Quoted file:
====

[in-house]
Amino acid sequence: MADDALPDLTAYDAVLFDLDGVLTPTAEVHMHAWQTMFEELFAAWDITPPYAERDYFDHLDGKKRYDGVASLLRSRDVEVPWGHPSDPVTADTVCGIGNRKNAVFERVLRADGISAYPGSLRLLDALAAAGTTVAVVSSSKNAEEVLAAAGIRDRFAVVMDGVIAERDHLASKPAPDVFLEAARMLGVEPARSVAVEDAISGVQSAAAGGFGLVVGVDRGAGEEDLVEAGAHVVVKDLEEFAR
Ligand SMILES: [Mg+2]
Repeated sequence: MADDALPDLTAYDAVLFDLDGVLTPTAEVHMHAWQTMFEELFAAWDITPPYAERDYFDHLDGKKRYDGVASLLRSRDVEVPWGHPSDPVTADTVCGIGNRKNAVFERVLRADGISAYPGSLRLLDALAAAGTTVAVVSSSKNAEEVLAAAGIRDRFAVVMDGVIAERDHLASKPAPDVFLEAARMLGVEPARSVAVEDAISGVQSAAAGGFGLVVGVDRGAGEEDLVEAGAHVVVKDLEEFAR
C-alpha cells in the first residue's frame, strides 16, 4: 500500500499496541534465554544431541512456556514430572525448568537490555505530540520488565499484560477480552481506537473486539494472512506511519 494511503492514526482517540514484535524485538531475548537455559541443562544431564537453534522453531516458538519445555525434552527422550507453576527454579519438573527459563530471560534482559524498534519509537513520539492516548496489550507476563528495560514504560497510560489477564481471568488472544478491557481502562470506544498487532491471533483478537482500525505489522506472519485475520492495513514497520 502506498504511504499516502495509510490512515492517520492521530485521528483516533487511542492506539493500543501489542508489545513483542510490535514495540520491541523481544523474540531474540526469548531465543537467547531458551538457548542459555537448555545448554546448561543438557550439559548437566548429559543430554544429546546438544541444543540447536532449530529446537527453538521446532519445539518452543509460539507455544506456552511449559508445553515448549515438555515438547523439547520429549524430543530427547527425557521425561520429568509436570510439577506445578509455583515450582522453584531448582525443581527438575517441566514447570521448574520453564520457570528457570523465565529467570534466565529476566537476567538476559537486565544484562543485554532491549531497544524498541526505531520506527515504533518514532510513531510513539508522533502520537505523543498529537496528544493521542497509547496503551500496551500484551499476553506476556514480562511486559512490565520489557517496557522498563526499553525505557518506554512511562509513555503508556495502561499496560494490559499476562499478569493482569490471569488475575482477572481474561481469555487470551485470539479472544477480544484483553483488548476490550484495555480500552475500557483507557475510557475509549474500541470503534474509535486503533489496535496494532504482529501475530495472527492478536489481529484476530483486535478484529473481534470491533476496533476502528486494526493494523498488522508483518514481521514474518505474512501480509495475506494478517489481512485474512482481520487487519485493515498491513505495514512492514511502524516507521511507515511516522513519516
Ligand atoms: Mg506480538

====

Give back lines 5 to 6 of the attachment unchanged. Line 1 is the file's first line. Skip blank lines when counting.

C-alpha cells in the first residue's frame, strides 16, 4: 500500500499496541534465554544431541512456556514430572525448568537490555505530540520488565499484560477480552481506537473486539494472512506511519 494511503492514526482517540514484535524485538531475548537455559541443562544431564537453534522453531516458538519445555525434552527422550507453576527454579519438573527459563530471560534482559524498534519509537513520539492516548496489550507476563528495560514504560497510560489477564481471568488472544478491557481502562470506544498487532491471533483478537482500525505489522506472519485475520492495513514497520 502506498504511504499516502495509510490512515492517520492521530485521528483516533487511542492506539493500543501489542508489545513483542510490535514495540520491541523481544523474540531474540526469548531465543537467547531458551538457548542459555537448555545448554546448561543438557550439559548437566548429559543430554544429546546438544541444543540447536532449530529446537527453538521446532519445539518452543509460539507455544506456552511449559508445553515448549515438555515438547523439547520429549524430543530427547527425557521425561520429568509436570510439577506445578509455583515450582522453584531448582525443581527438575517441566514447570521448574520453564520457570528457570523465565529467570534466565529476566537476567538476559537486565544484562543485554532491549531497544524498541526505531520506527515504533518514532510513531510513539508522533502520537505523543498529537496528544493521542497509547496503551500496551500484551499476553506476556514480562511486559512490565520489557517496557522498563526499553525505557518506554512511562509513555503508556495502561499496560494490559499476562499478569493482569490471569488475575482477572481474561481469555487470551485470539479472544477480544484483553483488548476490550484495555480500552475500557483507557475510557475509549474500541470503534474509535486503533489496535496494532504482529501475530495472527492478536489481529484476530483486535478484529473481534470491533476496533476502528486494526493494523498488522508483518514481521514474518505474512501480509495475506494478517489481512485474512482481520487487519485493515498491513505495514512492514511502524516507521511507515511516522513519516
Ligand atoms: Mg506480538